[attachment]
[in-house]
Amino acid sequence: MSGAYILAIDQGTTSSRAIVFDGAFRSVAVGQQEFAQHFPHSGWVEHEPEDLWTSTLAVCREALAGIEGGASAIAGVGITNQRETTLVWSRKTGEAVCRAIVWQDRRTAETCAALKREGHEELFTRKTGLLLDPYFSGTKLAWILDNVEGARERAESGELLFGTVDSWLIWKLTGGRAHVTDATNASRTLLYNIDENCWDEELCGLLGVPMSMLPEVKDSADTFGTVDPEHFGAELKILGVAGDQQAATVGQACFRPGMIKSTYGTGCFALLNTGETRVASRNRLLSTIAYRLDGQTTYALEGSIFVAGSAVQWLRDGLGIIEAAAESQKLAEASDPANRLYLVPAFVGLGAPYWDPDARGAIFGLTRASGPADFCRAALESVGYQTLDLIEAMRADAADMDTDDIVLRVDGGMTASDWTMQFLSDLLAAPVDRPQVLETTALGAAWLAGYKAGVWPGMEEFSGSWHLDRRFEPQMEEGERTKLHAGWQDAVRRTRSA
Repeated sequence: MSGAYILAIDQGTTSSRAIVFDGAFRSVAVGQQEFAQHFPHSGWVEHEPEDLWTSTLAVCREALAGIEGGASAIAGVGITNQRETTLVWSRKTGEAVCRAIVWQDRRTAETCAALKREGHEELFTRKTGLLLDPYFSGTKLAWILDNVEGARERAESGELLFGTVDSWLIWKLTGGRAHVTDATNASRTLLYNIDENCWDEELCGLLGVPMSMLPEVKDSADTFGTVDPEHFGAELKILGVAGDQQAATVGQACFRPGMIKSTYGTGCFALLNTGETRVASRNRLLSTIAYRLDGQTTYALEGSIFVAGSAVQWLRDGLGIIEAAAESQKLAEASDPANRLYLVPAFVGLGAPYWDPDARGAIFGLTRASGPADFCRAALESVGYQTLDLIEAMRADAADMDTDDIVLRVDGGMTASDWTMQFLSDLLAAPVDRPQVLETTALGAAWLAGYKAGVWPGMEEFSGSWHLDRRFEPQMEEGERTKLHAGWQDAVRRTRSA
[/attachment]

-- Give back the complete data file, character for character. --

[in-house]
Amino acid sequence: MSGAYILAIDQGTTSSRAIVFDGAFRSVAVGQQEFAQHFPHSGWVEHEPEDLWTSTLAVCREALAGIEGGASAIAGVGITNQRETTLVWSRKTGEAVCRAIVWQDRRTAETCAALKREGHEELFTRKTGLLLDPYFSGTKLAWILDNVEGARERAESGELLFGTVDSWLIWKLTGGRAHVTDATNASRTLLYNIDENCWDEELCGLLGVPMSMLPEVKDSADTFGTVDPEHFGAELKILGVAGDQQAATVGQACFRPGMIKSTYGTGCFALLNTGETRVASRNRLLSTIAYRLDGQTTYALEGSIFVAGSAVQWLRDGLGIIEAAAESQKLAEASDPANRLYLVPAFVGLGAPYWDPDARGAIFGLTRASGPADFCRAALESVGYQTLDLIEAMRADAADMDTDDIVLRVDGGMTASDWTMQFLSDLLAAPVDRPQVLETTALGAAWLAGYKAGVWPGMEEFSGSWHLDRRFEPQMEEGERTKLHAGWQDAVRRTRSA
Repeated sequence: MSGAYILAIDQGTTSSRAIVFDGAFRSVAVGQQEFAQHFPHSGWVEHEPEDLWTSTLAVCREALAGIEGGASAIAGVGITNQRETTLVWSRKTGEAVCRAIVWQDRRTAETCAALKREGHEELFTRKTGLLLDPYFSGTKLAWILDNVEGARERAESGELLFGTVDSWLIWKLTGGRAHVTDATNASRTLLYNIDENCWDEELCGLLGVPMSMLPEVKDSADTFGTVDPEHFGAELKILGVAGDQQAATVGQACFRPGMIKSTYGTGCFALLNTGETRVASRNRLLSTIAYRLDGQTTYALEGSIFVAGSAVQWLRDGLGIIEAAAESQKLAEASDPANRLYLVPAFVGLGAPYWDPDARGAIFGLTRASGPADFCRAALESVGYQTLDLIEAMRADAADMDTDDIVLRVDGGMTASDWTMQFLSDLLAAPVDRPQVLETTALGAAWLAGYKAGVWPGMEEFSGSWHLDRRFEPQMEEGERTKLHAGWQDAVRRTRSA